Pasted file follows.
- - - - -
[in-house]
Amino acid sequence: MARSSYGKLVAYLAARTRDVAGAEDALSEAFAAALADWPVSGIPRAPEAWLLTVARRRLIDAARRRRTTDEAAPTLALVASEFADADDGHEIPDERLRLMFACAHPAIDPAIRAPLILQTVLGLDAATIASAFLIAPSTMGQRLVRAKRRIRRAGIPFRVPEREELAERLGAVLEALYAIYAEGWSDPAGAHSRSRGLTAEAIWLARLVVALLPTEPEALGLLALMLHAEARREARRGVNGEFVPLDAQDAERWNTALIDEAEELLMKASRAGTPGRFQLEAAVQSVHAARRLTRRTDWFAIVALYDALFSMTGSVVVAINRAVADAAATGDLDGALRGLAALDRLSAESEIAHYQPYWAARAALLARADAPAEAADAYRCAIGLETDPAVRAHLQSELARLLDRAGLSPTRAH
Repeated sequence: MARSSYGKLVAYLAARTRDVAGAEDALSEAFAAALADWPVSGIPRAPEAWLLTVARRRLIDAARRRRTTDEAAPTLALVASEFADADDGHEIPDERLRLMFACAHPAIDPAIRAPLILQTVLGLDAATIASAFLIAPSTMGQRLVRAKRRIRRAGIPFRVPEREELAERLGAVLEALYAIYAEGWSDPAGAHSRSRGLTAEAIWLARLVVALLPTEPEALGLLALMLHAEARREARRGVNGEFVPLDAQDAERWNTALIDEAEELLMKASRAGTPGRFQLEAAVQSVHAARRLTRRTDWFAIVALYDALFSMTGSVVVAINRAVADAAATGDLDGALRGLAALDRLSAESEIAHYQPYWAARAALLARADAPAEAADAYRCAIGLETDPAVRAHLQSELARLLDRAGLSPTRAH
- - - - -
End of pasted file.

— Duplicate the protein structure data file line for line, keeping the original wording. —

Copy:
[in-house]
Amino acid sequence: MARSSYGKLVAYLAARTRDVAGAEDALSEAFAAALADWPVSGIPRAPEAWLLTVARRRLIDAARRRRTTDEAAPTLALVASEFADADDGHEIPDERLRLMFACAHPAIDPAIRAPLILQTVLGLDAATIASAFLIAPSTMGQRLVRAKRRIRRAGIPFRVPEREELAERLGAVLEALYAIYAEGWSDPAGAHSRSRGLTAEAIWLARLVVALLPTEPEALGLLALMLHAEARREARRGVNGEFVPLDAQDAERWNTALIDEAEELLMKASRAGTPGRFQLEAAVQSVHAARRLTRRTDWFAIVALYDALFSMTGSVVVAINRAVADAAATGDLDGALRGLAALDRLSAESEIAHYQPYWAARAALLARADAPAEAADAYRCAIGLETDPAVRAHLQSELARLLDRAGLSPTRAH
Repeated sequence: MARSSYGKLVAYLAARTRDVAGAEDALSEAFAAALADWPVSGIPRAPEAWLLTVARRRLIDAARRRRTTDEAAPTLALVASEFADADDGHEIPDERLRLMFACAHPAIDPAIRAPLILQTVLGLDAATIASAFLIAPSTMGQRLVRAKRRIRRAGIPFRVPEREELAERLGAVLEALYAIYAEGWSDPAGAHSRSRGLTAEAIWLARLVVALLPTEPEALGLLALMLHAEARREARRGVNGEFVPLDAQDAERWNTALIDEAEELLMKASRAGTPGRFQLEAAVQSVHAARRLTRRTDWFAIVALYDALFSMTGSVVVAINRAVADAAATGDLDGALRGLAALDRLSAESEIAHYQPYWAARAALLARADAPAEAADAYRCAIGLETDPAVRAHLQSELARLLDRAGLSPTRAH